Skip to content ↓

More, better bike racks recommended

The Planning Office, seeking to encourage cycling for convenience, fitness, commuting and cleaner air, has recommended installing higher security bicycle racks and doubling the spaces for bikes over the next five years.

The first of the higher security bike racks has been installed as a pilot project by the Planning Office and the Grounds Section of Physical Plant. The new red rack is located between Buildings 12 and 26. Constructed of heavy duty steel coated with 12mm of polyester plastic, it is designed to allow the locking of both frame and wheel(s) for added security.

The patented design also provides a vertical plane to support the bicycle frame. Cyclists are encouraged to try out the new rack, and send in their comments and reactions by interdepartmental mail to The Planning Office, Room 12-156, or by e-mail to .

The rack is the immediate result of a bicycle study recently completed by the Planning Office with the assistance of an Ad Hoc Advisory Committee on Bicycle Commuting and Services. The study evaluated existing conditions for cyclists to determine how MIT can promote and encourage cycling on the campus and as an alternative mode of commuting.

Michael Owu, associate planning officer, said the study's recommendations address issues raised by the Federal Clean Air Act and the new Cambridge Parking Freeze Ordinance, which intend to reduce auto trips by encouraging alternative modes of commuting.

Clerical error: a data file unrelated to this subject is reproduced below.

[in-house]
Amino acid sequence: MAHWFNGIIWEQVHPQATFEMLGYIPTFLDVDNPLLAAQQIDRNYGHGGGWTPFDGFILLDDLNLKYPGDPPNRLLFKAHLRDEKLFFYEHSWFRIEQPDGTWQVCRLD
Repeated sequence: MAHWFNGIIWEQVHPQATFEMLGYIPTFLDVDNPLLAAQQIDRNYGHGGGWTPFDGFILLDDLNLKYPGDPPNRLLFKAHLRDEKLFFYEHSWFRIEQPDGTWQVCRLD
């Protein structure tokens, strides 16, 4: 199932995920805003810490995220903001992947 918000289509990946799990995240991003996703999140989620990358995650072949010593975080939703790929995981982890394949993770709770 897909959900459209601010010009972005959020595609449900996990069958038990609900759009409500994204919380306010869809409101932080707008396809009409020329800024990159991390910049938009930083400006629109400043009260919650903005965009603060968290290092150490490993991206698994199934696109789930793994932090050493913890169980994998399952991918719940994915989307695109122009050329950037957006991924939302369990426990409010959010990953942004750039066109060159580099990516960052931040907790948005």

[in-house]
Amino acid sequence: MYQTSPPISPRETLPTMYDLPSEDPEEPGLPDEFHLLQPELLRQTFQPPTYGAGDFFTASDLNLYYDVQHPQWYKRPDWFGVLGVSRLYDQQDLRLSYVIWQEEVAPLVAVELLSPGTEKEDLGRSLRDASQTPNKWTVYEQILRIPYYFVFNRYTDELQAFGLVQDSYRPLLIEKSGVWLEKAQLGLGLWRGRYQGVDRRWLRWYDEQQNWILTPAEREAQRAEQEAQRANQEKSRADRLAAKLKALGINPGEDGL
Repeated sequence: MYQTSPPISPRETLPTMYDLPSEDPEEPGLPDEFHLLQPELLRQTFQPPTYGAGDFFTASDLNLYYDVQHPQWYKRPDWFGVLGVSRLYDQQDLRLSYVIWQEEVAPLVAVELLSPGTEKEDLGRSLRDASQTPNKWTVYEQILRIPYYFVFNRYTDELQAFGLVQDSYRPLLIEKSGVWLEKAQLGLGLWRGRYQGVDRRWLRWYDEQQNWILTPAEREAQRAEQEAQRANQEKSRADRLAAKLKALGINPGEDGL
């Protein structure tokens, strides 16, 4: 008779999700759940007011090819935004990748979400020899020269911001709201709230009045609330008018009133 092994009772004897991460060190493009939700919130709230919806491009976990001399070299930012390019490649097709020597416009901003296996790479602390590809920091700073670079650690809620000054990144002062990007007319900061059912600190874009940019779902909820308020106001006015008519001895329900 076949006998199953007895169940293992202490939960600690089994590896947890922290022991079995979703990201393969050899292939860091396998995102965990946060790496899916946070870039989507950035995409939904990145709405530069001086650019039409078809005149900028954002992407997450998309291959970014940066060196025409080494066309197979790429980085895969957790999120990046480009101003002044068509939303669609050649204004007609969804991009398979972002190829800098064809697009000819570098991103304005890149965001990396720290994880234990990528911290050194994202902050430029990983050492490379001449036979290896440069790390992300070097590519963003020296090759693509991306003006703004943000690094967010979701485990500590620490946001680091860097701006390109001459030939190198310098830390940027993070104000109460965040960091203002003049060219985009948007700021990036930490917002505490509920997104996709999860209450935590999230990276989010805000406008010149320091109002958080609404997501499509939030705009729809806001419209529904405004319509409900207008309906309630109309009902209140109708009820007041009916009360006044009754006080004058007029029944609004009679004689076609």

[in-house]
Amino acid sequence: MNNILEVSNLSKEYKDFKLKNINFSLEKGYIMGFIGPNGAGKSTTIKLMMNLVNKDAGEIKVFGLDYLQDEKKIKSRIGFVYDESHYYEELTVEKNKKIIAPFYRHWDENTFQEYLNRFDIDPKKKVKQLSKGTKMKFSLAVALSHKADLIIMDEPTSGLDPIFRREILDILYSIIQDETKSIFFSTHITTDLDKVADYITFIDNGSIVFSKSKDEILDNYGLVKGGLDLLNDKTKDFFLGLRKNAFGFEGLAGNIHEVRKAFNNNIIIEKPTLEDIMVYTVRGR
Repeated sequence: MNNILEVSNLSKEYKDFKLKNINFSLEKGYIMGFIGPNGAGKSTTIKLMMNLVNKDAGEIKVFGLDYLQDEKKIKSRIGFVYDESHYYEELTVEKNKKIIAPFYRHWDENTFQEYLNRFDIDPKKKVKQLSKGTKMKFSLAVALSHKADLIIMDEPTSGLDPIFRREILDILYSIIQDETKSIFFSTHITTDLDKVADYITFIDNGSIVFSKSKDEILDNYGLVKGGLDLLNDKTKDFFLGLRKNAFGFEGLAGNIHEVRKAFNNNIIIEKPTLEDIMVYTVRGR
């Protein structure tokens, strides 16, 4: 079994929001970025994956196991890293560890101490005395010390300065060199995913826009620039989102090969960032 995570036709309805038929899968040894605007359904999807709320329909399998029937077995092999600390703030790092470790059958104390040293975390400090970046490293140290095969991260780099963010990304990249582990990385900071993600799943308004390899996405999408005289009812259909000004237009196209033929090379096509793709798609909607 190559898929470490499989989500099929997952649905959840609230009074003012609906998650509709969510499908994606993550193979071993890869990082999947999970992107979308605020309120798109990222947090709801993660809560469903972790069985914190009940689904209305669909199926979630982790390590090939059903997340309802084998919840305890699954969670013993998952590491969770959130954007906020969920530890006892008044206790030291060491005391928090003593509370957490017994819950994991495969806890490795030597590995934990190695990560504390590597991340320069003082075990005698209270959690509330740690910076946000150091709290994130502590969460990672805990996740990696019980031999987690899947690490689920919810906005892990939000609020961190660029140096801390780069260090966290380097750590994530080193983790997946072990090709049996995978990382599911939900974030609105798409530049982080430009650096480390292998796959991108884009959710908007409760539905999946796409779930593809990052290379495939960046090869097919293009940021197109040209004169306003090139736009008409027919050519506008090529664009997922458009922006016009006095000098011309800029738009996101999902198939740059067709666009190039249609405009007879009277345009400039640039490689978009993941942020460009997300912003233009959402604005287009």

The present population of bicycle commuters to the main campus is estimated at 1,920 or 10.7 percent of the MIT community. The study projects that this can be increased to 2,615 or 14.5 percent., primarily from commuters within five miles of the campus.

To achieve this level of participation, the report recommends the following actions be taken over a five-year period:

  • ������The addition of higher security bicycle racks to increase the storage capacity from 1,460 bicycles to 3,140 bicycles
  • ������The promotion of new public bicycle ways to facilitate access to the campus from neighborhoods where the greatest number of community members lives. The Planning Office is beginning discussions on this subject with public works and traffic officials from Cambridge and other municipalities, the Metropolitan District Commission, and the state.
  • The development and distribution of educational and promotional information targeted toward specific MIT populations
  • The vigorous enforcement of traffic rules that could help to ensure the safety of cyclists
  • The implementation of an enhanced bicycle registration program.

A version of this article appeared in the May 12, 1993 issue of MIT Tech Talk (Volume 37, Number 32).

Related Topics

More MIT News